If you want to understand the culture that spawned tai chi, look to tao and zen, not your local New Age/feng shui shop.

Tai chi is not about three legged toads or I Ching mirrors.


Your idea

When somebody has an idea in their head they often invest a great deal of emotion in that idea.
It becomes valuable to them.
They are prepared to argue for it and sometimes even fight for it.

In the case of tai chi, if you have a strong opinion about tai chi, then you start classes looking for a confirmation of your view.
Your opinion is naturally based upon the degree of exposure you have to tai chi.

If you start a class with certain expectations in mind, you will like or dislike the class relative to whether or not the class meets your expectations.
This is not a prudent way to commence your study of tai chi; the art does not exist to gratify the individual.



The danger with ideas is that people confuse the idea with the actual.

Your idea of tai chi is based upon your experience of tai chi and how you choose to interpret what you have seen.
This will not necessarily correspond with reality.

You should be careful not to warp reality to suit your ideas; this will only lead you astray and result in frustration.



A ju jitsu student will probably attend 2-3 lessons a week.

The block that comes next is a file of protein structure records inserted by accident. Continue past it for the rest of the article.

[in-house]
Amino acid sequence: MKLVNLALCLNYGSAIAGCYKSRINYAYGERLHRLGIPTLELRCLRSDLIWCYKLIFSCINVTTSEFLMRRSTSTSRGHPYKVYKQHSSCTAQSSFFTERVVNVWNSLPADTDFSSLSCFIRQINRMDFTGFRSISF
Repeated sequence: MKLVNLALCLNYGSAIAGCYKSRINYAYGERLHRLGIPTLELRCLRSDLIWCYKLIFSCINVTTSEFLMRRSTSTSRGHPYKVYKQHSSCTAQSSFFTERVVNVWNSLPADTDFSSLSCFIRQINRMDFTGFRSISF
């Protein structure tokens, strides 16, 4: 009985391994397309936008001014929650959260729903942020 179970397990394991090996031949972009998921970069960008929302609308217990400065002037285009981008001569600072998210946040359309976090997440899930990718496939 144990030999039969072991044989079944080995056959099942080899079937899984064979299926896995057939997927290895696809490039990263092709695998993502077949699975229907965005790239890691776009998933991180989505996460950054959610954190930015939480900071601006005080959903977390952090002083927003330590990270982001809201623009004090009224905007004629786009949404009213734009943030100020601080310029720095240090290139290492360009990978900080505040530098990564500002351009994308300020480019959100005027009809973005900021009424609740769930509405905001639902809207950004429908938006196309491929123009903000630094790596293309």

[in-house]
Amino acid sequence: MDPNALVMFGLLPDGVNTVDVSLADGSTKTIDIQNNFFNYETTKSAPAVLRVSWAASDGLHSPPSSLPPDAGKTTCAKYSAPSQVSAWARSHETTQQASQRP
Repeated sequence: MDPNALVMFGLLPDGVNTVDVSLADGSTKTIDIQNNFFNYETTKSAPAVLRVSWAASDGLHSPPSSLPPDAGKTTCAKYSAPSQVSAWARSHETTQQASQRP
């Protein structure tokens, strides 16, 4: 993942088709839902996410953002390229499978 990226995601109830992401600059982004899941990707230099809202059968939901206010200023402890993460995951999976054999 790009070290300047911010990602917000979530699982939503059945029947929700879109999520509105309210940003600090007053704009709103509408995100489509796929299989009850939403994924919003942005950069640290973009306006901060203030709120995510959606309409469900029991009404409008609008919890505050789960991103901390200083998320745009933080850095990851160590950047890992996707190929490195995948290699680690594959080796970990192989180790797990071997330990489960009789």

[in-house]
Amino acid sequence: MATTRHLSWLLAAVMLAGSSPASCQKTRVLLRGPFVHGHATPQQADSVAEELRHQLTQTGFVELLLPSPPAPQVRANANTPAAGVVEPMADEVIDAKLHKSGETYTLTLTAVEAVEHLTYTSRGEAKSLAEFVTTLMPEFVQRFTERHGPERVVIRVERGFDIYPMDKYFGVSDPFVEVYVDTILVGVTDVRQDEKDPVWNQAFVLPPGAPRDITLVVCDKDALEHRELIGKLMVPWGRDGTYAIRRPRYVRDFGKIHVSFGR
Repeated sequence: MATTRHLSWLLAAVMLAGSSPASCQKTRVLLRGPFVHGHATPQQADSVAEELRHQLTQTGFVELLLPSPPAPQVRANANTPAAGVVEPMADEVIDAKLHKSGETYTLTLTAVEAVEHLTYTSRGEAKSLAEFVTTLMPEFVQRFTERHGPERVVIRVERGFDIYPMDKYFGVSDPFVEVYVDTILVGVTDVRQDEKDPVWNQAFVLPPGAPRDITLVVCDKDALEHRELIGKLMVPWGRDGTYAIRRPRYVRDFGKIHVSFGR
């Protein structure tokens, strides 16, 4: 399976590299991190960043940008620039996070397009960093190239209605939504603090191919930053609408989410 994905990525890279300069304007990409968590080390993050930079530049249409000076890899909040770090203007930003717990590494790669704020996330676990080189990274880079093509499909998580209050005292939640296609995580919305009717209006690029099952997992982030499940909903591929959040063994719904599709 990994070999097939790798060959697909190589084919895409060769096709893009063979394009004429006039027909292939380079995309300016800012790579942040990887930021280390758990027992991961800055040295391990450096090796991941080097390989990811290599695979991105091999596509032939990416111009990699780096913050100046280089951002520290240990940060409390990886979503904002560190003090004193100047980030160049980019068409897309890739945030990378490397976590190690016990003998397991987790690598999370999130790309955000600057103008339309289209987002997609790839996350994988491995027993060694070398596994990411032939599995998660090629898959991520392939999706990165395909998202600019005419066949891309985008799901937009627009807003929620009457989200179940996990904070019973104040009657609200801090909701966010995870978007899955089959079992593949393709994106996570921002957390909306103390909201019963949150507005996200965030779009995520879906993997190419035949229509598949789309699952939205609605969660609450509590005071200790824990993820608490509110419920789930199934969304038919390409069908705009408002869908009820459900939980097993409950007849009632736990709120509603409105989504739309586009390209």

Although tai chi combat students have different skills to train, you really ought to be putting in the same amount of hours.

If you find that you cannot manage 2-3 lessons, then consider training every day at home.


Qualified to teach

In 1996, Master Waller obtained a post-graduate professional teaching qualification from The University of Leeds.
He is also registered with The Tai Chi Union for Great Britain.
Teaching experience:
  1. Bradford Yang Style Tai Chi Association (1995 - 1999)
  2. Dynamic Balancing Boxing (1999 - 2004)
  3. Newcastle Tai Chi (2004 - present day) 



Feeling good

Relaxing both mind and body will improve your health and make you feel better.
Your quality of life will change.
It takes time to re-balance, so you must be patient.

The commitment you make towards being relaxed will prove itself worthwhile when you start to feel fresh and energised.


Traditionally, mastery was confirmed by the production of some proof of skill.
In terms of tai chi this can be demonstrated in a wide variety of ways.

After a 20 year Master/disciple relationship, Peter Southwood awarded Sifu Waller advanced-level 'Master' status in
the Year of the Tiger .
He said that Sifu Waller should start wearing the red sash instead of black.

Sifu Waller began as an apprentice, proceeded through the journeyman stage, culminating in the production of a masterwork/masterpiece.
Peter Southwood felt that Sifu Waller qualified as a Tai Chi Master on the basis of the following accomplishments:

  1. The 1300 page website giving unparalleled insight into tai chi
  2. Exceptionally good shuai jiao, chin na, jing and form applications
  3. His grasp of whole-body strength, how to cultivate it, refine it and teach it
  4. His study of taoism and the Tai Chi Classics and his skill in infusing the art with the requisite principles
  5. The production of a professional-quality syllabus, complete with logical, comprehensive grades, belts and assessment